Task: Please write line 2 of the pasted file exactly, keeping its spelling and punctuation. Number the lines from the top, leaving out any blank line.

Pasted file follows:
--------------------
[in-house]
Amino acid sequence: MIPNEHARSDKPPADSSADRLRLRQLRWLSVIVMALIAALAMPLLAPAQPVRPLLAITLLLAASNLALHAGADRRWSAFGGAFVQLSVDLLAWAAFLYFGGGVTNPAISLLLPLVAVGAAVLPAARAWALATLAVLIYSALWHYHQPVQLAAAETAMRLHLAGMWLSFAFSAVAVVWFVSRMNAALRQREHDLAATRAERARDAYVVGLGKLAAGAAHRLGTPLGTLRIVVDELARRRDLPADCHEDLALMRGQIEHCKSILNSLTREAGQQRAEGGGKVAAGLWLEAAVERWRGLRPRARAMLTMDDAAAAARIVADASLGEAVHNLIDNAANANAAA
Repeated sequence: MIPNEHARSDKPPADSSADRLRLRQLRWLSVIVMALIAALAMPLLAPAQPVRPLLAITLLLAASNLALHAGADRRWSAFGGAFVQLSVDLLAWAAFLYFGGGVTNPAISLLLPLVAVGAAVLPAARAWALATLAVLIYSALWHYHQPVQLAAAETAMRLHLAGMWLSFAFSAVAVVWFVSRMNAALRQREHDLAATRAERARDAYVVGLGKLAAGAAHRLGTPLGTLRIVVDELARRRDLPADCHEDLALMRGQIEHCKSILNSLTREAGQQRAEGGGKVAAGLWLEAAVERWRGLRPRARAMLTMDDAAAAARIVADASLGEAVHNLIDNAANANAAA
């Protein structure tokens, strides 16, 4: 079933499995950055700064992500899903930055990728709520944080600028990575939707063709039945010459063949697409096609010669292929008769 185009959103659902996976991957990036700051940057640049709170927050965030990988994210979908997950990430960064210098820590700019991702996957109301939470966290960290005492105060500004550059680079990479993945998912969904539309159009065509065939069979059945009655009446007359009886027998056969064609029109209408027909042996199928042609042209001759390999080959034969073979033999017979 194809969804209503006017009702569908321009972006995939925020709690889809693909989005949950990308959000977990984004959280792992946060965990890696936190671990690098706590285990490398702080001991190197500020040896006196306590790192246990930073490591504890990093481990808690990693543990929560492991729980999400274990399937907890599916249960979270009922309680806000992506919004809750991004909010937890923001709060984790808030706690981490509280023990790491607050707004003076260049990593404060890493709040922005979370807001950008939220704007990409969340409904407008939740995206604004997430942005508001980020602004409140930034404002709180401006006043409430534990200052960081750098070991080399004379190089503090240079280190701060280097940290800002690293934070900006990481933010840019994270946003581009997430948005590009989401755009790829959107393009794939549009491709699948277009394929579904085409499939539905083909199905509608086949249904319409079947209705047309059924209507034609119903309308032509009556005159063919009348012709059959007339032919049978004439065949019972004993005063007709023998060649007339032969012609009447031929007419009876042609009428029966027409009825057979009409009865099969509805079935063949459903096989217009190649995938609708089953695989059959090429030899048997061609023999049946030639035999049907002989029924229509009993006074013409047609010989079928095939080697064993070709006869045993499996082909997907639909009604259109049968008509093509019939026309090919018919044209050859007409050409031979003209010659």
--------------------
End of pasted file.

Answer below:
Amino acid sequence: MIPNEHARSDKPPADSSADRLRLRQLRWLSVIVMALIAALAMPLLAPAQPVRPLLAITLLLAASNLALHAGADRRWSAFGGAFVQLSVDLLAWAAFLYFGGGVTNPAISLLLPLVAVGAAVLPAARAWALATLAVLIYSALWHYHQPVQLAAAETAMRLHLAGMWLSFAFSAVAVVWFVSRMNAALRQREHDLAATRAERARDAYVVGLGKLAAGAAHRLGTPLGTLRIVVDELARRRDLPADCHEDLALMRGQIEHCKSILNSLTREAGQQRAEGGGKVAAGLWLEAAVERWRGLRPRARAMLTMDDAAAAARIVADASLGEAVHNLIDNAANANAAA